⚔️ Code Conqueror

👽 A good gitignore for Next.js

Nov 08, 2019

There are a few common files that should be ignored for every Next.js project. We give a recommended configuration for working with git in Next.js projects

What should you gitignore with Next.js

While developing locally Next.js will generate a directory

which contains the files that get served to your browser. This set of files will also be generated at built time (with more optimizations). Since the
next build
step should occur in your continuous integration (CI) pipeline you don’t need to commit them to source control.

As Next.js is based on Node.js you’ll also need to ignore the

directory. Some other common things to ignore are
files, so you don’t leak secrets into source control.

What should you not gitignore with Next.js

You definitely do not want to ignore a few things in the project. Firstly do not ignore the lock file (eg

). These are important for having consistently installed dependencies.

If you are using Typescript with Next.js you also want to be sure not to ignore the

file that Next.js will automatically generate for you since that will be needed to reliably compile the Typescript application back down to Javascript.

Sample gitignore

Probably the best maintained gitignore for node applications can be found here:


The main pieces that are relevant to Next.js if you want a smaller config are:

// .gitnignore
# next.js build output
# dotenv environment variables file (build for Zeit Now)
# Dependency directories
# Logs

You'll notice that we've added

is a super common way to add env variables
is a file specifically for Zeit now to be able to load different variables to Next.js when building for production. This can come in handy if say you have a local test database and you want to give Next.js a different database target for testing / production (a good practice).

Other github goodies (eg. Github Actions)

Github's new Actions product is a great way to run Continuous Integration tasks if you are already using Github. It seamlessly integrates with the Pull Request workflow and there are constantly new Actions being developed. Here is a sample workflow for Next.js that we use to build this site:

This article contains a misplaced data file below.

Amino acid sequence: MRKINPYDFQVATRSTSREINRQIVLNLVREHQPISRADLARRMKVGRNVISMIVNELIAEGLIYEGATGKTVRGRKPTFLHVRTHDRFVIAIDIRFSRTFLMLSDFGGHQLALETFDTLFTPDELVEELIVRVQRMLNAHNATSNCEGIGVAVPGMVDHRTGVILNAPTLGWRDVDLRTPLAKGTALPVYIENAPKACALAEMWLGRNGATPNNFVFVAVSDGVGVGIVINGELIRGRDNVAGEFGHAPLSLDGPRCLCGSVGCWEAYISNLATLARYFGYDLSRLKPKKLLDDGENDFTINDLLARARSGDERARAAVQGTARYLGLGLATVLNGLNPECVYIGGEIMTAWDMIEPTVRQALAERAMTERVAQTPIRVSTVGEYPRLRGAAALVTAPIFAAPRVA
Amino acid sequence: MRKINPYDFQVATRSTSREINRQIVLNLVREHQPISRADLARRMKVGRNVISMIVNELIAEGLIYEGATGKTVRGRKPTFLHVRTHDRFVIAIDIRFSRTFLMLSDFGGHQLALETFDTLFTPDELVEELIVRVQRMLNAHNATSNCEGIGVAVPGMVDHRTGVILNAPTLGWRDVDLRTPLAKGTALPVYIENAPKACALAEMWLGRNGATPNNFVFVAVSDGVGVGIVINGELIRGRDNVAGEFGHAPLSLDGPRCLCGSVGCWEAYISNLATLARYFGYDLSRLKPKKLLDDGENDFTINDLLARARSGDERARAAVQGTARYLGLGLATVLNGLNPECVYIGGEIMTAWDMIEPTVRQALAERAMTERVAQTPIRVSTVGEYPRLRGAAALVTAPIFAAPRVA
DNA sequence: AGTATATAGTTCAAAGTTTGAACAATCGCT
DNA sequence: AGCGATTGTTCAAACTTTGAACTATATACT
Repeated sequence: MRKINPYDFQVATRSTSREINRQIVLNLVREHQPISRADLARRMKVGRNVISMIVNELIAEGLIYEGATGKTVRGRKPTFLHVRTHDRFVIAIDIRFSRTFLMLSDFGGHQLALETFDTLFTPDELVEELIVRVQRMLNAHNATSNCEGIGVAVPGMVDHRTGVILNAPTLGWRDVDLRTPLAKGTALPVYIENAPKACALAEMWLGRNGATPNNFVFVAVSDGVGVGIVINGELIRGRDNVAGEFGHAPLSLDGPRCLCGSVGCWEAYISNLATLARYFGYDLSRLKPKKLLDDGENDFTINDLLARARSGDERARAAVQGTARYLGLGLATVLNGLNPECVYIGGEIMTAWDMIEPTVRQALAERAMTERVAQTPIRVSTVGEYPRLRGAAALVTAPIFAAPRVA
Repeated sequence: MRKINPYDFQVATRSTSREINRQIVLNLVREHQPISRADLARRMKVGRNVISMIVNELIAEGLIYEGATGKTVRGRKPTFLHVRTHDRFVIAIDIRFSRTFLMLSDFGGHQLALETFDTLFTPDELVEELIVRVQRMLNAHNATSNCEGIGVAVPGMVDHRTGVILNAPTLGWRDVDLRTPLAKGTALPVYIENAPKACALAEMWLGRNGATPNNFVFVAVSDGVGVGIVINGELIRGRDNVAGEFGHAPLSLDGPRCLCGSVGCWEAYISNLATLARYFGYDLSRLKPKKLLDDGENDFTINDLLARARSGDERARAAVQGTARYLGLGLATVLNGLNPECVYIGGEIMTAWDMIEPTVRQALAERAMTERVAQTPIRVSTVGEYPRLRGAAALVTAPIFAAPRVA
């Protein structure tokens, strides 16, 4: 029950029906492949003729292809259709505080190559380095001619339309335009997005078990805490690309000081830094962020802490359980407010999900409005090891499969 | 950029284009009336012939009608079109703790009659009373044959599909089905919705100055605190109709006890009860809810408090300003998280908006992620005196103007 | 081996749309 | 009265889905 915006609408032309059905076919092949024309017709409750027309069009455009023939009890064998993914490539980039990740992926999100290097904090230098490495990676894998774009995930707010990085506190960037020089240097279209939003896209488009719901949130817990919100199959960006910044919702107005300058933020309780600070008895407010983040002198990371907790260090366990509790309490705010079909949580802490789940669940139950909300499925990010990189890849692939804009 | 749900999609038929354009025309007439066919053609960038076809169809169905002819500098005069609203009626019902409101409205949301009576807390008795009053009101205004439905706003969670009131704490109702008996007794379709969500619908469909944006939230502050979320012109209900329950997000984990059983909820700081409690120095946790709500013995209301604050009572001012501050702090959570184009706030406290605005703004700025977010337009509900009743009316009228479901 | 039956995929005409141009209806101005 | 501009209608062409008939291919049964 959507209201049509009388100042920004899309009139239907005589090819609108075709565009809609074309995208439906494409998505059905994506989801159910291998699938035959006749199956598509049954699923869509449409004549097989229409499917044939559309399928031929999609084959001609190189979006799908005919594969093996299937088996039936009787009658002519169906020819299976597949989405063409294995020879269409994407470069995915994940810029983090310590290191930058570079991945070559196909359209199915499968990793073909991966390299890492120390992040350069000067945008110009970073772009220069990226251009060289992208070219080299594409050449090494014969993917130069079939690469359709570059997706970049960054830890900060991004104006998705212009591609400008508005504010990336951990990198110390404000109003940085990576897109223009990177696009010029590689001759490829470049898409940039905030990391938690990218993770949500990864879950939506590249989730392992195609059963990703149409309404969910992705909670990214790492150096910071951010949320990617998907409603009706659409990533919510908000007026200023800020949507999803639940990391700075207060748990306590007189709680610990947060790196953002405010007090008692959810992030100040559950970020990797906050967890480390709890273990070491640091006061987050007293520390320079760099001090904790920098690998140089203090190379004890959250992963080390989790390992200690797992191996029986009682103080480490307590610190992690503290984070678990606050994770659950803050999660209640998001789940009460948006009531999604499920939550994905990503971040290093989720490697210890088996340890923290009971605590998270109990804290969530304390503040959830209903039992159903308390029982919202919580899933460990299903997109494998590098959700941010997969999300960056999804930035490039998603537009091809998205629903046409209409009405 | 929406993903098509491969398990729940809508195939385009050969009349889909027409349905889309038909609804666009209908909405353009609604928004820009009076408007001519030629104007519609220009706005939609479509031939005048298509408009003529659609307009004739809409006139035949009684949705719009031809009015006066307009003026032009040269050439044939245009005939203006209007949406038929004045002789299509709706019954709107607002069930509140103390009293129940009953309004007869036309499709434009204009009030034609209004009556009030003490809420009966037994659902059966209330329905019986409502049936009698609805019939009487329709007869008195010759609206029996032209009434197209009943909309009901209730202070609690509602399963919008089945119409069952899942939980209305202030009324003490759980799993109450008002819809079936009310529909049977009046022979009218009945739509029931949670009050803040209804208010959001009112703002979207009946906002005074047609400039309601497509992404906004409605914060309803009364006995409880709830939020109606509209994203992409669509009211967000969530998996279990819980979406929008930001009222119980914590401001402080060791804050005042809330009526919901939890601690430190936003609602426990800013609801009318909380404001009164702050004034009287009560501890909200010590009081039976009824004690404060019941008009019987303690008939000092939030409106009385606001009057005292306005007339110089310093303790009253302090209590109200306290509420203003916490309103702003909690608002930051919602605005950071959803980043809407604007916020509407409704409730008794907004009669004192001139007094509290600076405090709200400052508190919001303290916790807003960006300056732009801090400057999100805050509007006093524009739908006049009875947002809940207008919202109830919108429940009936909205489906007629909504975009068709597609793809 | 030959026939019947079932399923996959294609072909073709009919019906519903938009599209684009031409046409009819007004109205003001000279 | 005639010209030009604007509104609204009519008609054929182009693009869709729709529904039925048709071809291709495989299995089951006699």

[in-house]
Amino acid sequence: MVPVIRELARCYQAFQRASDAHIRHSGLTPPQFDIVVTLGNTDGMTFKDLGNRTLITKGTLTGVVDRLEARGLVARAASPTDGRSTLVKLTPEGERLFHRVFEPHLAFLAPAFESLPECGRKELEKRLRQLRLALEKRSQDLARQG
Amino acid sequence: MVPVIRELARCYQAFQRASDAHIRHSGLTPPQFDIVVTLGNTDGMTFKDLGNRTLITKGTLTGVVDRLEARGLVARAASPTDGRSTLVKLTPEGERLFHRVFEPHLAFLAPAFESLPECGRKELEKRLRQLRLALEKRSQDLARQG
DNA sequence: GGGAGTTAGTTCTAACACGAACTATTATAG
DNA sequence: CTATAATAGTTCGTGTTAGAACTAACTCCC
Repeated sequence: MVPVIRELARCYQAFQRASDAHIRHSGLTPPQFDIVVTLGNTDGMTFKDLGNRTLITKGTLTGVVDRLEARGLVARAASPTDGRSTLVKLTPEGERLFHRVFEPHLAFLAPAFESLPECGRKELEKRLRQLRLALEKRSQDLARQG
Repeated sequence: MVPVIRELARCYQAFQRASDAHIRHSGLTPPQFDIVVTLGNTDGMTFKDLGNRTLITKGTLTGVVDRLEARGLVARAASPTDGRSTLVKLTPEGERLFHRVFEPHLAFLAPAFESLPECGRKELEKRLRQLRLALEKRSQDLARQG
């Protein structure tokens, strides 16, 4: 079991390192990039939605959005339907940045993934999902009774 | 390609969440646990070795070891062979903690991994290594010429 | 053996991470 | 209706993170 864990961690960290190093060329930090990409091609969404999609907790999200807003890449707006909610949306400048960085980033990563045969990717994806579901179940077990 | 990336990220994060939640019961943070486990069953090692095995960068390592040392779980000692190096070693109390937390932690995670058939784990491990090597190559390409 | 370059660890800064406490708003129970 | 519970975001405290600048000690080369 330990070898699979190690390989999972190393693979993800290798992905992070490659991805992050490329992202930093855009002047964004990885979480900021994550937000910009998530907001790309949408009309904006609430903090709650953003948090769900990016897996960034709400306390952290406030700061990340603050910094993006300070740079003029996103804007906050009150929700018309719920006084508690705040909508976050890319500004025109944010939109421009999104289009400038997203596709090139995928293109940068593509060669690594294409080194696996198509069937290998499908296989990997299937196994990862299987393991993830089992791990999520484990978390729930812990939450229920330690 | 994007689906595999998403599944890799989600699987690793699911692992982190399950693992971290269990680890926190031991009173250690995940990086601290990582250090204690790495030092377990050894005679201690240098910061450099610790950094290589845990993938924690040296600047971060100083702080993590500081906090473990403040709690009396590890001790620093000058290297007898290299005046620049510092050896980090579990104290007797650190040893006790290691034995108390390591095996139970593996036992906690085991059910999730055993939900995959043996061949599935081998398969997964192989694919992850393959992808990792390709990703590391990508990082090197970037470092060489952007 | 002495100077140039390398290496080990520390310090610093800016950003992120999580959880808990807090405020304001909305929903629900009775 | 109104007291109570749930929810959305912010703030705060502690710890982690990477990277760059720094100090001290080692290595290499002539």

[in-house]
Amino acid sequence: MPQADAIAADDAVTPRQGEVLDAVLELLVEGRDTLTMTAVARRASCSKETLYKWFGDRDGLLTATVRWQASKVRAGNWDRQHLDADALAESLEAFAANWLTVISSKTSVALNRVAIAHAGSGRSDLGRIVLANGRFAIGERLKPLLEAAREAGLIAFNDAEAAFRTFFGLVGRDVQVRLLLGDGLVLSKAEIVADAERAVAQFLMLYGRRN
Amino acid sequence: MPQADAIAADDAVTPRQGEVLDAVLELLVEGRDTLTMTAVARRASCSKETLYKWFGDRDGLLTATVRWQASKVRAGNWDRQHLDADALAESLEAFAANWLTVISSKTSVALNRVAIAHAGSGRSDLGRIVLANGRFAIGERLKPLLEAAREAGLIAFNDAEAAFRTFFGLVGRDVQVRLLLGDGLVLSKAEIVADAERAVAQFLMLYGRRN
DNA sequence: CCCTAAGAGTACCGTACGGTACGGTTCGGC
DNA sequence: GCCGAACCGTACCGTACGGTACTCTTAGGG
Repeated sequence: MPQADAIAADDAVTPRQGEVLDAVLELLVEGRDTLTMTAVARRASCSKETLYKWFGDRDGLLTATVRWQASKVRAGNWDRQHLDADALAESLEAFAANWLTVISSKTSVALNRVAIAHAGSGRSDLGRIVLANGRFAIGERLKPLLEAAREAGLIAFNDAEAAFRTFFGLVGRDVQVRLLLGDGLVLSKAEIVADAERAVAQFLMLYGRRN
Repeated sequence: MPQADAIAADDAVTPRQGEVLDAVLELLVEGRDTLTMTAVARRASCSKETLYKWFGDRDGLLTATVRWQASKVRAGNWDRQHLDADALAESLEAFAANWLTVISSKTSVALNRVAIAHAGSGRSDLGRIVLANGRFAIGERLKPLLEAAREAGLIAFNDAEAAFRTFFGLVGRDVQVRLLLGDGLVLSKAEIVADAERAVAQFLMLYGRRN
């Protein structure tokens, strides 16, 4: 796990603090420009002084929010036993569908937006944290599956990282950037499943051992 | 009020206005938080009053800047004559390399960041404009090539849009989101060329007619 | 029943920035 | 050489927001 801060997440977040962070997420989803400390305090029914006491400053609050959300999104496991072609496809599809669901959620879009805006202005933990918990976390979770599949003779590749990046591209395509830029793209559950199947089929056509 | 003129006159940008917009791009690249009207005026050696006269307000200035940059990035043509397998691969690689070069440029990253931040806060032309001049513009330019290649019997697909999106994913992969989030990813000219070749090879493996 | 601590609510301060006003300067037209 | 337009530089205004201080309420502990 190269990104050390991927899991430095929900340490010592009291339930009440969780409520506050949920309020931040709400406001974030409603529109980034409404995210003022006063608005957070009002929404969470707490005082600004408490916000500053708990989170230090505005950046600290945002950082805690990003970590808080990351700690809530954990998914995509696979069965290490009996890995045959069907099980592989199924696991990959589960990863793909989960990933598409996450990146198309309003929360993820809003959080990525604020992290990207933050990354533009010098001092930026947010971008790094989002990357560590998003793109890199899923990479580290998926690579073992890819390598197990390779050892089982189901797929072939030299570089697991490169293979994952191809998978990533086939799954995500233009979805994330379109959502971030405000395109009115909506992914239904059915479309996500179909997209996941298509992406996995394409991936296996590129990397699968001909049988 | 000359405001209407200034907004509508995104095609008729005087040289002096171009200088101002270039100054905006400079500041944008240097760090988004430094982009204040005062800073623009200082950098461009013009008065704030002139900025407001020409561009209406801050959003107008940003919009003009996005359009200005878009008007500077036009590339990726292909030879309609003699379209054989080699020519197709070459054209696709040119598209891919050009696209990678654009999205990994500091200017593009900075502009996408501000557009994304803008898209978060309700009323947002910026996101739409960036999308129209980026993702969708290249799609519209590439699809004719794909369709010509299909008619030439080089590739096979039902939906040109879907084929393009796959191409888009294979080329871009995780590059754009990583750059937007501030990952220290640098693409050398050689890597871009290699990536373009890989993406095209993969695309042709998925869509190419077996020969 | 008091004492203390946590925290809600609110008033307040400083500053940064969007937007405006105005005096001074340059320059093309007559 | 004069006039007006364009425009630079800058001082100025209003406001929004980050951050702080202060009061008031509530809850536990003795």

name: CI
on: [push]
runs-on: ubuntu-latest
- uses: actions/checkout@v1
- name: Deploy for staging
BUILD_ID: ${{ github.sha }}
ZEIT_TOKEN: ${{ secrets.ZEIT_TOKEN }}
run: >
now deploy
--build-env NODE_ENV=production
--build-env BUILD_ID=${BUILD_ID}
--env NODE_ENV=production
--token ${ZEIT_TOKEN}
> ${HOME}/deployment-url.txt
- name: Alias with PR number
ZEIT_TOKEN: ${{ secrets.ZEIT_TOKEN }}
run: >
now alias
--token ${ZEIT_TOKEN}
`cat ${HOME}/deployment-url.txt`
${{ github.event.repository.name }}-pr.now.sh
- name: Use Node.js
uses: actions/setup-node@v1
node-version: 10.16.x
- name: Install Packages
run: yarn
- name: Run cypress tests
run: >
yarn cypress:run
CI: true
CYPRESS_baseUrl: https://${{ github.event.repository.name }}-pr.now.sh
- name: Run Jest tests
run: >
yarn test

To use the same configuration you'll have to be using Zeit Now for deploys and then add a Zeit token into the settings of your repository in Github.

This workflow also features using Cypress to test the application on the temporary deployed version.

Zeit's Github Integration

If you are deploying your project on Zeit Now then you can opt in to their github integration which for Next.js applications comes with a bunch of goodies. The most basic thing is that whenever you push your code it will deploy your application to a separate testing url. You can see above we use that test URL to perform our end-to-end tests on a real production deployment. Then when your merge your Pull Request Zeit will alias that test url to the production one automatically.

Another great feature of that can be added to Github Actions is Next.js page diff previews. Which will give you a preview of the pages in your Next App that changed with your deployment.